moe., Caesar’s Tahoe Showroom, Stateline, NV- 4/20
Driving back home over Echo Summit at 1:30 a.m. in a whiteout after fooling chain control into thinking my truck was four wheel drive, all I could do was bleat out "okayalright, okayalright," over and over again. That nights show opened with moe.'s stomping standard "Okayalright" that still remains one of my favorites and seemed a fitting mantra for the situation. Mercifully my wife was caught halfway between sleep and the effects of the 4/20 show at Caesar's Showroom in South Lake Tahoe helping quell her extreme nervousness from the conditions at hand.
A little over a year ago moe. played the same room and opened with the same number. We weren't married then, but the memories of that night were enough to get us below the snowline where she could sleep and I could get lost in my own head remembering the show I'd just been to. I think it was somewhere in the second set not long after the transition from "Happy Hour Hero" into "Mexico" that bassist Rob Derhak looked up at a bunch of what appeared to be white chicken feathers drifting down on the stage and crowd. "I think it's snowing," Derhak said. And a quick glance outside confirmed it … the drive home would be a little hairy.
Hot off their three night run at the House of Blues in Las Vegas, moe. took a one-night stand in the cool recesses of the Sierra Nevada and tended to their mountain faithful on the shores of Lake Tahoe.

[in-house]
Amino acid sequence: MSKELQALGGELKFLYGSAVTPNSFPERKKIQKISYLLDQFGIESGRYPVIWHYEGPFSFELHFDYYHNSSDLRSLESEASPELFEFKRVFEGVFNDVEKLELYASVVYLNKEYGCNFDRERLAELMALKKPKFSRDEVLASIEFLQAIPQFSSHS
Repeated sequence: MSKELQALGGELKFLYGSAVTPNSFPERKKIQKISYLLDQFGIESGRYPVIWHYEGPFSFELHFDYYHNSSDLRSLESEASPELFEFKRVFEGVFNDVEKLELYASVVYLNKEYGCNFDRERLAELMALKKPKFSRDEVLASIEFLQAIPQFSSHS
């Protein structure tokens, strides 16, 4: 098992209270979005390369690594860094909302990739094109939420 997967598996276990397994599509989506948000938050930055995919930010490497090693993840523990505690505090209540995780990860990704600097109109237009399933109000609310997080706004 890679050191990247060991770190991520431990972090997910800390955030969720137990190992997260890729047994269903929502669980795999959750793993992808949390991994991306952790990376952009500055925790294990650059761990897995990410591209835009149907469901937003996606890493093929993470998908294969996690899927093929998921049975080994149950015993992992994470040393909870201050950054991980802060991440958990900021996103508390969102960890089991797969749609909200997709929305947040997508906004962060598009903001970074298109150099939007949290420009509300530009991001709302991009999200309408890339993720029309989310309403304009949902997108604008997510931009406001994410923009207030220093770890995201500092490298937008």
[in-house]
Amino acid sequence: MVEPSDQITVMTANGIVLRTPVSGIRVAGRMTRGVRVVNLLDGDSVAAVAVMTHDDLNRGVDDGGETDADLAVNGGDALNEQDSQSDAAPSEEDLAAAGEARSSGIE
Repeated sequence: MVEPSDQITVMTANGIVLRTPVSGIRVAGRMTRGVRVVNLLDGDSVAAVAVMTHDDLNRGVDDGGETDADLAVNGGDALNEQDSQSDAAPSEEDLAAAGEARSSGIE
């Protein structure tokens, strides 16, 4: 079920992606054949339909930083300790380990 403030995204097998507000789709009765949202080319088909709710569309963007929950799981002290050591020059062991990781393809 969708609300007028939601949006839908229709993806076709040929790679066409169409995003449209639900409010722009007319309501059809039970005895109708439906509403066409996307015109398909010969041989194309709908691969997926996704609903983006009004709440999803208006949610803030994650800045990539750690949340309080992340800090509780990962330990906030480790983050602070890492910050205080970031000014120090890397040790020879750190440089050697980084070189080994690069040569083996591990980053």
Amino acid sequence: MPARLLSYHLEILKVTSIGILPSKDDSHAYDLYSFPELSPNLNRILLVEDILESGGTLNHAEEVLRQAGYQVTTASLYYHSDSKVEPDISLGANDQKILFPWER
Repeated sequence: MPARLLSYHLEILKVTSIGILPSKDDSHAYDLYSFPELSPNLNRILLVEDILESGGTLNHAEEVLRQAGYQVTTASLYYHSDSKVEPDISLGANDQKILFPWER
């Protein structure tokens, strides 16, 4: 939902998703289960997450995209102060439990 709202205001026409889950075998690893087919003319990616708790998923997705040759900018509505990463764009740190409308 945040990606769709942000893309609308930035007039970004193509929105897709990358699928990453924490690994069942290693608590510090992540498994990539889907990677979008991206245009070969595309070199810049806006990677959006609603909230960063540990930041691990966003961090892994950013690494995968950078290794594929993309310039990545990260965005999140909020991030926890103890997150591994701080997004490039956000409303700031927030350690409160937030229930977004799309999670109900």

After three days in the desert the guys from moe. seemed to breathe deep of the cool mountain air, exhaling a litany of bombastic high mountain jams. The playing was solid, if not a little staid. The laid back mood of the show and a crowd of about 1,000 in a 1,500 person room made for a comfortable setting to watch the guys work their craft. Nobody seemed really worried about what would come of the nights festivities except for maybe the casino cocktail waitresses in their skimpy outfits schlepping $4 shots. Even promoter Robby Polomsky of Renegade Productions seemed more relaxed than in shows past. "I love moe.," he kept saying.
Backstage, moe. drummer Vinnie Amico was reveling some hands with a Phish tale about that bands drummer Jon Fishman. Apparently in Vegas the previous weekend "Fish" had a curtained area near his drum kit where he could change into and out of his new "Rhythm Dress" that debuted at the Thomas and Mack Arena. Amico wasn't satisfied that the only thing the curtained area was for, was changing clothes. "Man, all I'd need is an empty Gatorade bottle," he said.
With the collective conscience of the Tahoe loyal holding the memory of the band's last sojourn at Caesar's Circus Maximus showroom, by the time Al Schnier, Derhak, Chuck Garvey, Amico and Jim Loughlin ambled onto the stage the crowd looked through the forming haze and seemed to crave the music about to flow over them. Whether it was the Godzilla encore with Tesla guitarist Frank Hannon at February 2003's show on the same stage or the wailing second set of the 2/20/03 date, the thirsty crowd, used to the likes of Olivia Newton-John and Rain, A Tribute to the Beatles playing nearby casinos, returned in a lot stronger numbers than the year before. It was only within the last year that Caesar's started giving jam bands access to their stages.